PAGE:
Few are more adept at the art of making forceful statements than US Secretary of State Condoleezza Rice. So, not too many were surprised at her saying that the time had come for the establishment of a Palestinian state after meeting Palestinian president Mahmoud Abbas on her visit to the region. Her mission is to kickstart the peace process between the Palestinians and Israelis. It is clear, said the eloquent Ms Rice, that a two-State solution is essential for both sides and for American interests.
Ms Rice is only too aware that with 15 months to go, the Bush administration’s foreign policy forays have ranged from the disastrous to the ineffective. So, the issue of Palestine has assumed top priority. Unfortunately, despite the US’s exhortations, there are far too many slips between the cup and lip as of now. Her visit is to lay the groundwork for an upcoming peace summit to be held in the US, which she hopes will be substantive and advance the cause of Palestine. The Palestinians will not bite if there is no comprehensive text on which the summit can be based. They want a document which will set out the basis of solutions to the final status issues of Jerusalem, borders, settlements, refugees, security, water and bilateral relations. The Israelis want just a broad, general document and no timetable. This is the major hurdle that will have to be surmounted if there is to be any hope of progress for the peace process. The only silver lining in the cloud is that Israeli pm Ehud Olmert has hinted that he might be open to compromise on the most contentious issue: the status of Jerusalem. Mr Olmert can go thus far and no more because his government is hostage to right-wing coalition partners who would pull out if he makes too many concessions. No US government can push Israel too much as the latter is its key ally in a region where there is substantial anti-Americanism.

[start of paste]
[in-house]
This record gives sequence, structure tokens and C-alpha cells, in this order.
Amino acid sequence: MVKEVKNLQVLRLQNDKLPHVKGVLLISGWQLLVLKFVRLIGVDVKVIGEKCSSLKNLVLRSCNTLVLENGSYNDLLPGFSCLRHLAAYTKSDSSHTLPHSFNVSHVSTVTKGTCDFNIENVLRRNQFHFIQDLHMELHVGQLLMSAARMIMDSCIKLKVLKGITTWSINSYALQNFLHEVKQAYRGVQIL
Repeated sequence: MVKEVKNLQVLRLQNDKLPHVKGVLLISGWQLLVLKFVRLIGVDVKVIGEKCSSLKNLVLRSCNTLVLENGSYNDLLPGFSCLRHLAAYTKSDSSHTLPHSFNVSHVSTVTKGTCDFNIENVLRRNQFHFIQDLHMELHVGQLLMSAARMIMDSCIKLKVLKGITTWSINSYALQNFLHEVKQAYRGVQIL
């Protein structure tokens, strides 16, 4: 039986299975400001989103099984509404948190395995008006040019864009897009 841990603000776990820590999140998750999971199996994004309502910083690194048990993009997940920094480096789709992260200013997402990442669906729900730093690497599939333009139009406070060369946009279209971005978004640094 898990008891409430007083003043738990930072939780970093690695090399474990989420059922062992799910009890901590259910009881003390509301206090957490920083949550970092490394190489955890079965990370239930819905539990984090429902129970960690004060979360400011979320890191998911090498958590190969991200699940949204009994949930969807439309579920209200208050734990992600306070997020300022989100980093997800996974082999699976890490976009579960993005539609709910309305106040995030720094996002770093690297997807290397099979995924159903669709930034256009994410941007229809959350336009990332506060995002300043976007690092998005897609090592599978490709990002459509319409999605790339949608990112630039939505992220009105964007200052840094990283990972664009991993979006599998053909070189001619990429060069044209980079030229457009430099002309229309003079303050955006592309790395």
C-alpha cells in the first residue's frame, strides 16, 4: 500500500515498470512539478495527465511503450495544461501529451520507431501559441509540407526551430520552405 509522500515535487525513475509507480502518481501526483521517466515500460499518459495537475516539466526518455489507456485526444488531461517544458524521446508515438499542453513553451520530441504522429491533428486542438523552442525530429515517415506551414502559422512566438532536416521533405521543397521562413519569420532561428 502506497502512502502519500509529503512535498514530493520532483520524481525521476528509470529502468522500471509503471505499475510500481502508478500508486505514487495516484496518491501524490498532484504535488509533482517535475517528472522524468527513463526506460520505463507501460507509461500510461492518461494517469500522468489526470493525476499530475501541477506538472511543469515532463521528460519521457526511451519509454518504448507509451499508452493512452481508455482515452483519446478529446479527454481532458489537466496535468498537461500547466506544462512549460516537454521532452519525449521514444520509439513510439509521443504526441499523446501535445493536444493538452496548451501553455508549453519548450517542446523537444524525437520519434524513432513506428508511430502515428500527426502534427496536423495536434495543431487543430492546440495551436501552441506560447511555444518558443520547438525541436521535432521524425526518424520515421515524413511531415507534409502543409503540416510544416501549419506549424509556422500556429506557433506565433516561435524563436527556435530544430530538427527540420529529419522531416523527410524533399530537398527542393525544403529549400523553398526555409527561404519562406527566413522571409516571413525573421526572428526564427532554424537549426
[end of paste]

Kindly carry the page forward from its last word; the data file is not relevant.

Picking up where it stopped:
President Abbas, too, cannot be seen to compromise too much given that the extremist Hamas is a strong presence in the West Bank and Gaza and within his administration. The region’s Arab countries feel that the US, bogged down as it is in Iraq, is not in a position to push both sides towards a mutually acceptable agreement in the short time left for the Bush administration. This does not augur well for the peace process or the region.